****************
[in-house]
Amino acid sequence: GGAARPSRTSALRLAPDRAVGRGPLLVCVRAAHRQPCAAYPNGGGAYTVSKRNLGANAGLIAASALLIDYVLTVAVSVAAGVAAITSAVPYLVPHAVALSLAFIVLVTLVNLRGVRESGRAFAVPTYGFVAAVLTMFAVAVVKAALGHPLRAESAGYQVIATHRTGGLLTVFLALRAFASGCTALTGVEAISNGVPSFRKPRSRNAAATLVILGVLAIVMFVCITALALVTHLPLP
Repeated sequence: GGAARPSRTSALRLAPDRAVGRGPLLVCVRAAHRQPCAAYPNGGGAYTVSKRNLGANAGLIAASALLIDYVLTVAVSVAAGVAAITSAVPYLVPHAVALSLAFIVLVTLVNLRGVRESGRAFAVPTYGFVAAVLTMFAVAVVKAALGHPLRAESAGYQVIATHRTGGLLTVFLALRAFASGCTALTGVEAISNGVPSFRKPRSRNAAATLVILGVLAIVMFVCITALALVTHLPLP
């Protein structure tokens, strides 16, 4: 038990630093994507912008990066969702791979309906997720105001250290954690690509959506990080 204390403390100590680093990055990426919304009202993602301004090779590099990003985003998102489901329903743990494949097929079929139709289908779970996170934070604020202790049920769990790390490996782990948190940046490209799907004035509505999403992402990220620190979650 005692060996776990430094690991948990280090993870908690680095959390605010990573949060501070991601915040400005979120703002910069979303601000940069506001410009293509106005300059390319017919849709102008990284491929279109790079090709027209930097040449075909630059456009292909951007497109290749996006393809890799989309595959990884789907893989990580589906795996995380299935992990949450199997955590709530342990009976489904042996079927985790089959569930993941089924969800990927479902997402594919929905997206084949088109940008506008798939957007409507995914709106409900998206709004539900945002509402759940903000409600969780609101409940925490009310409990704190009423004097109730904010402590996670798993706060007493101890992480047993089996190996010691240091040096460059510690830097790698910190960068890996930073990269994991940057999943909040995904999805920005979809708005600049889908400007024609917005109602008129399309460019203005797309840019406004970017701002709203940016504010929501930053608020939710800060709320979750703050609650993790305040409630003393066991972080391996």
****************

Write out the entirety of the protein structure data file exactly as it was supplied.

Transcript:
[in-house]
Amino acid sequence: GGAARPSRTSALRLAPDRAVGRGPLLVCVRAAHRQPCAAYPNGGGAYTVSKRNLGANAGLIAASALLIDYVLTVAVSVAAGVAAITSAVPYLVPHAVALSLAFIVLVTLVNLRGVRESGRAFAVPTYGFVAAVLTMFAVAVVKAALGHPLRAESAGYQVIATHRTGGLLTVFLALRAFASGCTALTGVEAISNGVPSFRKPRSRNAAATLVILGVLAIVMFVCITALALVTHLPLP
Repeated sequence: GGAARPSRTSALRLAPDRAVGRGPLLVCVRAAHRQPCAAYPNGGGAYTVSKRNLGANAGLIAASALLIDYVLTVAVSVAAGVAAITSAVPYLVPHAVALSLAFIVLVTLVNLRGVRESGRAFAVPTYGFVAAVLTMFAVAVVKAALGHPLRAESAGYQVIATHRTGGLLTVFLALRAFASGCTALTGVEAISNGVPSFRKPRSRNAAATLVILGVLAIVMFVCITALALVTHLPLP
């Protein structure tokens, strides 16, 4: 038990630093994507912008990066969702791979309906997720105001250290954690690509959506990080 204390403390100590680093990055990426919304009202993602301004090779590099990003985003998102489901329903743990494949097929079929139709289908779970996170934070604020202790049920769990790390490996782990948190940046490209799907004035509505999403992402990220620190979650 005692060996776990430094690991948990280090993870908690680095959390605010990573949060501070991601915040400005979120703002910069979303601000940069506001410009293509106005300059390319017919849709102008990284491929279109790079090709027209930097040449075909630059456009292909951007497109290749996006393809890799989309595959990884789907893989990580589906795996995380299935992990949450199997955590709530342990009976489904042996079927985790089959569930993941089924969800990927479902997402594919929905997206084949088109940008506008798939957007409507995914709106409900998206709004539900945002509402759940903000409600969780609101409940925490009310409990704190009423004097109730904010402590996670798993706060007493101890992480047993089996190996010691240091040096460059510690830097790698910190960068890996930073990269994991940057999943909040995904999805920005979809708005600049889908400007024609917005109602008129399309460019203005797309840019406004970017701002709203940016504010929501930053608020939710800060709320979750703050609650993790305040409630003393066991972080391996």